He's a king, with or without a ring
Eventually Bob Huggins is going to win one of these March Madness diamonds rings. He's been in the game too long and put in too much work as an elite, passionate and influential coach in the college game. His name is rarely mentioned, but his track record wreaks of contention.
He’s battled all of the so-called legends of the game and on certain nights, with less talent, he still managed to leave his imprint on the game. Still managed to distinguish himself as a basketball lifer, a supreme motivator of players, an appreciator of the grunt work that it takes to build a winning program. He breathes basketball life into any program he graces.
Huggins has never won an NCAA title, but with the exception of Kenyon Martin, he hasn’t had any legendary college talents at his disposal. On Saturday, his West Virginia Mountaineers topped the Notre Dame Fighting Irish 83-71 to advance to the Sweet 16 of the NCAA Tournament for the second time in the last three years under “Huggs” who in my opinion, is every bit a part of the fabric of college hoops as a Coach K or Jim Boeheim. He can never be accused of wasting talent or being overrated.
Utilizing Huggins’ infamous and ingenious full court press, the Mountaineers were too much for the Irish too handle. The Mountaineers are the first team to punch a Sweet 16 ticket and will face the winner of Gonzaga and Northwestern on Thursday in San Jose, California.
When asked what he was going to do with the time off between games, Huggins replied, “start recruiting.”
Hard work and a consistent grind is what has gotten Huggins to this level as one of just ten coaches ever with 800 or more wins in his career. That’s the magic number for coaching immortality and he is cruising by it with no chill in sight.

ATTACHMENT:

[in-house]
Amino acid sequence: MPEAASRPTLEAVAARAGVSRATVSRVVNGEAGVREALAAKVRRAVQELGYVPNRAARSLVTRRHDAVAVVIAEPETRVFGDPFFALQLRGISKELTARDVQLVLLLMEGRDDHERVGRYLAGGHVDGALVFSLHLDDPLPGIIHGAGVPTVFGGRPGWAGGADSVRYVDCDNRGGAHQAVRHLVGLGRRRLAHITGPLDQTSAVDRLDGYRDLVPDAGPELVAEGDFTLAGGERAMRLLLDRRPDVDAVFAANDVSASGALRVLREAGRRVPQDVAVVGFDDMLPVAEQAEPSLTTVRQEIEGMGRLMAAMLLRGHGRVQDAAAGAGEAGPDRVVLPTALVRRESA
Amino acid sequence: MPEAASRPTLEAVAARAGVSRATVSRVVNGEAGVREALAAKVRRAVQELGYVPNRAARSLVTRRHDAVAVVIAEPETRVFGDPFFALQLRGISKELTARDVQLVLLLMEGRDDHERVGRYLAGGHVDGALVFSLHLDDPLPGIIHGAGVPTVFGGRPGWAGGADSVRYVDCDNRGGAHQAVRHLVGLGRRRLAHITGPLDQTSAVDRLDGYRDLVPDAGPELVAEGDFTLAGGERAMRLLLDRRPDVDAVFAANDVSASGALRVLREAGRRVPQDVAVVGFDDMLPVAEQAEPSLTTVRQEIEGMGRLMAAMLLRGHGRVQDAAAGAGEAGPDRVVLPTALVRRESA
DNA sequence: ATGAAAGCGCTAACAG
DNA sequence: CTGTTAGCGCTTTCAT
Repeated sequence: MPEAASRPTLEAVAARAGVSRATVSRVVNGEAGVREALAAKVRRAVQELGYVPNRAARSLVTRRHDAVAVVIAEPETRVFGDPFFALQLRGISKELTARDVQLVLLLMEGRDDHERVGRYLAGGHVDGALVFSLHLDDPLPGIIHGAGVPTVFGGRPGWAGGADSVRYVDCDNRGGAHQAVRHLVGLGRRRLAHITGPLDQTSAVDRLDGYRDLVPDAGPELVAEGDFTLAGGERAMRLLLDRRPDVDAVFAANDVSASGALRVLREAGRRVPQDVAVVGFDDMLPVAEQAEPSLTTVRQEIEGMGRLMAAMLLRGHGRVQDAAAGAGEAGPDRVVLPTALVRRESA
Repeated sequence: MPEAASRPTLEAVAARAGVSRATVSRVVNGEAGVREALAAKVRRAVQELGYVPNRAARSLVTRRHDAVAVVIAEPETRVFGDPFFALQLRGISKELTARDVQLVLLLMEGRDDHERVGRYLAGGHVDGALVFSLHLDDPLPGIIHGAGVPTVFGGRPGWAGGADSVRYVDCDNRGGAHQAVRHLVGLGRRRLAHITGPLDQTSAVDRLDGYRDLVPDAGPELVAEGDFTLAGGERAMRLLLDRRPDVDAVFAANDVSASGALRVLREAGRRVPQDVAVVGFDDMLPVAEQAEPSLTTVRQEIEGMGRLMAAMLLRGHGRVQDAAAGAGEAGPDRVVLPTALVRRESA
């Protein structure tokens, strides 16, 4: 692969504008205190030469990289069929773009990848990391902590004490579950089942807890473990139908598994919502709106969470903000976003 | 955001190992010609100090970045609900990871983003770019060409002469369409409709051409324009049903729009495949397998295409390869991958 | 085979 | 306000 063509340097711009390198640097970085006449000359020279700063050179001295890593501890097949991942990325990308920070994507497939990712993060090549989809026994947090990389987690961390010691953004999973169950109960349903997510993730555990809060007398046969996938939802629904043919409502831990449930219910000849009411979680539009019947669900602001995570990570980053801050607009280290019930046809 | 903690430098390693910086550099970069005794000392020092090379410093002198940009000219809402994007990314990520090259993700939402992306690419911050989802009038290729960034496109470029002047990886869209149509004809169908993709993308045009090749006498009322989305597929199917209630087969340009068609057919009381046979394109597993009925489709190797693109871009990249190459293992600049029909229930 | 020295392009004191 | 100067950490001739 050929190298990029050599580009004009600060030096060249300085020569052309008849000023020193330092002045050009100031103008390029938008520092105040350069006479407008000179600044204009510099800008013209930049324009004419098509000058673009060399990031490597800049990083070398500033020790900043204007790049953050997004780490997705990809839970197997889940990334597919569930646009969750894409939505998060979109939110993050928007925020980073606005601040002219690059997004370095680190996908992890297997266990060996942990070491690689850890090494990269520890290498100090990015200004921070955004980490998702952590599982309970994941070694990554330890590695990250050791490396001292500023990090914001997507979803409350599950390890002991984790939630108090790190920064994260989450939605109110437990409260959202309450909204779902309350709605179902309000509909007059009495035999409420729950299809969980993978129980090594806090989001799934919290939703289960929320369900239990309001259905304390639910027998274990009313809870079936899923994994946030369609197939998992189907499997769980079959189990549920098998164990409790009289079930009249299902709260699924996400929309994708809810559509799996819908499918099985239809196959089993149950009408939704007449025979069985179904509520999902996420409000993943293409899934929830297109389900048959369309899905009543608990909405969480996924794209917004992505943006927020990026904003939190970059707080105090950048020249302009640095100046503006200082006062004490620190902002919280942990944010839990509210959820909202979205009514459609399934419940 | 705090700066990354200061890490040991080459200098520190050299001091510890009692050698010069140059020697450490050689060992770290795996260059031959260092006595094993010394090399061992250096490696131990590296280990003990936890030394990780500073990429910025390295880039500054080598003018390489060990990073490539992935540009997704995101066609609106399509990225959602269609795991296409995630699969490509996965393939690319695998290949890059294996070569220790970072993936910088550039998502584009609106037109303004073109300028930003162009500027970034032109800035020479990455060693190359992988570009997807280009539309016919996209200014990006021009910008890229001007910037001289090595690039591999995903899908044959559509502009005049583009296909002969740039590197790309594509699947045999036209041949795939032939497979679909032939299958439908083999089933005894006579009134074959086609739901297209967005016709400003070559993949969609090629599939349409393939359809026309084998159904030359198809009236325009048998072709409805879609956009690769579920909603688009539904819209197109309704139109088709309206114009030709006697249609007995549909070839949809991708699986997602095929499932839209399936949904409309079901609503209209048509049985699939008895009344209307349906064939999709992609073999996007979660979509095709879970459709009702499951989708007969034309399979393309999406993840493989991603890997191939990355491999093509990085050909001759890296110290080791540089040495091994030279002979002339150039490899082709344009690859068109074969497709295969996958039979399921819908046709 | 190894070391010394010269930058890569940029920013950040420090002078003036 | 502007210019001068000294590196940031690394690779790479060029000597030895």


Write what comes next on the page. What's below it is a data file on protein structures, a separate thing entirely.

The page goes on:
Huggins has been to 22 NCAA tournaments in the last 25 seasons. He has navigated a plethora of squads to seven Sweet Sixteen appearances, four Elite Eight appearances, and two Final Four appearances (1992 with Cincinnati and 2010 with West Virginia). Twenty-win seasons is the basis for Huggins’ squads. To say he gets emotionally involved in the game is an understatement, but his dedication to the craft makes those moments an acceptable part of who he is.
Huggins started out at unheralded Walsh College (1980–1983) and then coached at the University of Akron (1984–1989). He started gaining acclaim as a power coach during his reign at the University of Cincinnati (1989–2005) which ended after 16 legendary years following a DUI scandal. Then he resurrected his reputation with a quick rebuild at Kansas State University, winning 23 games in each of his two seasons there (2006–2007).
In April of 2007, Huggins accepted an offer to return to coach his alma mater, West Virginia University. He’s made the most of his opportunity, reaching a Final Four and establishing West Virginia basketball as an elite program where low-name ballers become Saturday afternoon superstars and some of them, eventually pros.
Watch out for Huggins and West Virginia this March Madness. Eventually he’s going to break through and snag that elusive title. It might be this season.